Demonstrates that it is possible to rehabilitate large-scale damaged ecosystems,…
The Dyak Iban Way of Farming
If Not Us Then Who? Film 3 (12:30) 2021
The Dayak Iban Way of Farming
This is one of seven short films about sustainable living in the forests of Indonesia, Costa Rica and Brazil. Taken together, they tell a story of oppression, resistance, accomplishments, and confidence for the future.
Applied ethicist and instructor, Southwestern Illinois College, St. Louis Community College, Fontbonne University, and Webster University
Please download the teacher's guide for maps, background information, suggested subjects, questions and activities.
"Then came the companies taking the trees, destroying the forest and ruining nature, and we became their scapegoat."
The Sungai Utik, Dayak Iban way of farming is that of their ancestors. Their cultivation techniques involve rotating fields and crops so that some fields lie dormant while others are farmed. It is this traditional method of opening a field for planting that has been deemed problematic, even illegal, since the Sungai Utik use carefully controlled burning to open their fields for planting. These fires have been said to cause pollution and forest fires, though the clearing of land by palm oil plantations, said to be the main source of these problems, faces little scrutiny. The loss of this traditional method of farming, including the right to burn the fields, would fundamentally change what it is to be Sungai Utik, Dayak Iban. Lost would be their way of farming, the rituals used to open fields, blessings and offerings, and their ability to provide for themselves.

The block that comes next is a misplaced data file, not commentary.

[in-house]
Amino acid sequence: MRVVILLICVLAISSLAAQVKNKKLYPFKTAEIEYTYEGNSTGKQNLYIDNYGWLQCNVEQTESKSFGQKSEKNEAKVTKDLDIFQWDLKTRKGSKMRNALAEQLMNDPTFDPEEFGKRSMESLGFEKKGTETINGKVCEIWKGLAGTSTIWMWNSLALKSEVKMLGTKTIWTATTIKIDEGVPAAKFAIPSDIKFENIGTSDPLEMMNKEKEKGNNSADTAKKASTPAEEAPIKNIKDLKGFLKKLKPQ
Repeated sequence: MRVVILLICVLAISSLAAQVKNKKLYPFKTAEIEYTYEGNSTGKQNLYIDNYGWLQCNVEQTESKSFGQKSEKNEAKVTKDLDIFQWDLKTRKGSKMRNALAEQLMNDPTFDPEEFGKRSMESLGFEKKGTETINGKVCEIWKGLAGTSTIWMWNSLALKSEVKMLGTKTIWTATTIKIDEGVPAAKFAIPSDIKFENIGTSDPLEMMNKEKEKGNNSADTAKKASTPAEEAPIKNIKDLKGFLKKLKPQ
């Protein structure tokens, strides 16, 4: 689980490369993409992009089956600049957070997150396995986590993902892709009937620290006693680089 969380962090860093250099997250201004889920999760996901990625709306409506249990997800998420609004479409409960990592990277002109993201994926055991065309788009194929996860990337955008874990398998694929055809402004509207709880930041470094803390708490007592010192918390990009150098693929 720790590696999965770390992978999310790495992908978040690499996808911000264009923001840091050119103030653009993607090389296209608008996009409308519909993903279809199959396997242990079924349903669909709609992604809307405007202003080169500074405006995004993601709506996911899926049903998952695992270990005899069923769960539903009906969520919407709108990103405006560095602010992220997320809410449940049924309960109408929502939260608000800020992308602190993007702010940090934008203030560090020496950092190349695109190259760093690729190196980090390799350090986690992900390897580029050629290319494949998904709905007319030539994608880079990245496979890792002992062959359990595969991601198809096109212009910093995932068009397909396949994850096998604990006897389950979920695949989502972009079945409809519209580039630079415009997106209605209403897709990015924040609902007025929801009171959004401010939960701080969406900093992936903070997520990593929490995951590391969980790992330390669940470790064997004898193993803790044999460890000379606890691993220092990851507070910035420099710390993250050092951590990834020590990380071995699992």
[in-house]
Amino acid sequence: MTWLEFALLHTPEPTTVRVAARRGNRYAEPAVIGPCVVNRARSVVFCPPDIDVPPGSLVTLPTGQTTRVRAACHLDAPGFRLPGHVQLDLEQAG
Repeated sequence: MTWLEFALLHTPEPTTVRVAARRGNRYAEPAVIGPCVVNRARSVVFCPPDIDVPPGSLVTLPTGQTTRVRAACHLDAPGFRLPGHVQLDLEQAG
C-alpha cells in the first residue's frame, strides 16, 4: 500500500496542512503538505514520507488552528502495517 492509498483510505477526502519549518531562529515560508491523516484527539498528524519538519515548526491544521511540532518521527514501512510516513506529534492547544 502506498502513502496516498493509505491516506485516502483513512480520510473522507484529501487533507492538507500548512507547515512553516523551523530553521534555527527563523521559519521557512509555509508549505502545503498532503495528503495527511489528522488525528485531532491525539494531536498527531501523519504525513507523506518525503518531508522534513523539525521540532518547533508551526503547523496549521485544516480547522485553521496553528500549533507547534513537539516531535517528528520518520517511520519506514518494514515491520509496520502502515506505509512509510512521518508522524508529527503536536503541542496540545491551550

TEACHING ENVIRONMENTAL JUSTICE WITH DOCUMENTARIES
This guide was created with the intention of exploring the lived experiences of Indigenous peoples in the Global South. These experiences demonstrate the resilience of the people born in these locations and their struggle to maintain the connections to their ancestors through their cultural practices, rituals, and defiance.
I consider this to be a legacy project in which the contributors are seeking to honor the lives of their elders and those who have come before them. As an educator, I cannot replace seeing the faces, places, and lived experiences through the eyes of another. No matter how graphic a text depiction might be, the essence of experience conveyed through film is far more powerful. I encourage you to embrace this ethnographic approach to cultural anthropology and to embrace the narratives of peoples who have overcome modernization and threats from commercial interests and other harms, and who have found unexpected alliances and opportunities to thrive.